I want to start by saying I am completely clear on what it means to be black in America, but what I will never understand is what it is to be black in America. They are very different things, but this is my starting point for a broad conversation on race in our community.
I know that white privilege does not refer to a person’s wealth, but rather the color of their skin. White privilege, regardless of personal wealth, is the great equalizer in the majority community, because each and every day that you get up and walk out into the world, you will never be treated differently because of the light shade of your skin. That privilege will rarely get you pulled over, followed while shopping, or reported for bird watching or selling lemonade. I’ve never known white privilege to get you killed with a knee of your neck by the side of the road.
My first memorable racist encounter was as a cheerleader at South Junior High. During the course of accumulating a 29-0 record over two seasons of basketball, we endured the most hate-filled rants from the players and fans of the schools we played across a three or four county area and it was like nothing I had ever experienced in my life.
At the time, we found solace in the fact that we did our talking on the court. We didn’t have a big group of parents who travelled with us to protect us. Our coaches would chalk it up to ignorance and encourage us to ignore. But 45-plus years later – I look back and think we were just kids. Those moments only served to bring us closer together as friends, but the reality was those fans taught their kids the words they used on us, as did their parents and their parents before. Those experiences were just a small fraction of the things I have seen and heard in my community over the course of my life. That same white privilege makes me privy to conversations and tactics, intentional and unintentional, that reinforce your knowledge that nothing really ever changes. Unfortunately, my own kids’ experiences weren’t any different growing up here than mine.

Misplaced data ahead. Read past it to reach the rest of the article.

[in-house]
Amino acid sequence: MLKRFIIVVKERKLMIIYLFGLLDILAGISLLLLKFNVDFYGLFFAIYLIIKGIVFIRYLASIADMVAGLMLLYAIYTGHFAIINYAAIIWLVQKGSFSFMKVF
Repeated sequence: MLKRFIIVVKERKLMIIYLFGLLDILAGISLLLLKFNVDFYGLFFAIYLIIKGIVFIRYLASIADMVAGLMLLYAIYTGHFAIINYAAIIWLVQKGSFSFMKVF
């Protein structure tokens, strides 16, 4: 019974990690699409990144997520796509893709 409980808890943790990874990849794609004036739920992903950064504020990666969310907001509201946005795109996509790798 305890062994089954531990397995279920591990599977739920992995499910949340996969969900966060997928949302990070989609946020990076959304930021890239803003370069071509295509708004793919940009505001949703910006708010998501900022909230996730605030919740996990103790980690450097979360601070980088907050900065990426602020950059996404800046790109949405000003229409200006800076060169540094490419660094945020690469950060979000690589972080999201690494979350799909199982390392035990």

Racism is a learned behavior. It is not genetic, although it can be inherited. What has been striking to me watching the peaceful protest throughout the country has been the dialog with a generation who are working to force those inherited racist views and actions to not only skip a generation, but be eliminated from our society. I have faith and hope that this movement is being shared and supported by those that willfully buck the norms of their parents and any others who don’t share their belief that fighting for what is just is the right thing to do and that we are all in fact created equal. They accept, celebrate and are blind to ours differences, they demand change and they will not wait. That time is now.
We have a long way to go as witnessed by the language of some locals who continue to manage with an us versus them mentality. We continue to wallow in this that is Lima’s problem, not mine. It’s more of a Divided we stand, United we fall mentality. What is everyone so afraid of? The world is not black and white, it is so grey, it is not red or blue, but so purple; it is not Lima or Allen County, it is so just home.
My path in life has been diverse, I know what it is to love and be loved by my extended family. That love and my experiences have blessed my life beyond measure. In a world where you will always get what you give, it is time to give way to meaningful change.
I plan to do my part and my hope is that all of you will too.
Peggy Ehora is the 4th Ward councilor for the City of Lima. She is a lifelong resident of Lima and a former Lima City Schools board member. Reach her at Peggy.Ehora@cityhall.lima.oh.us or 419-905-8081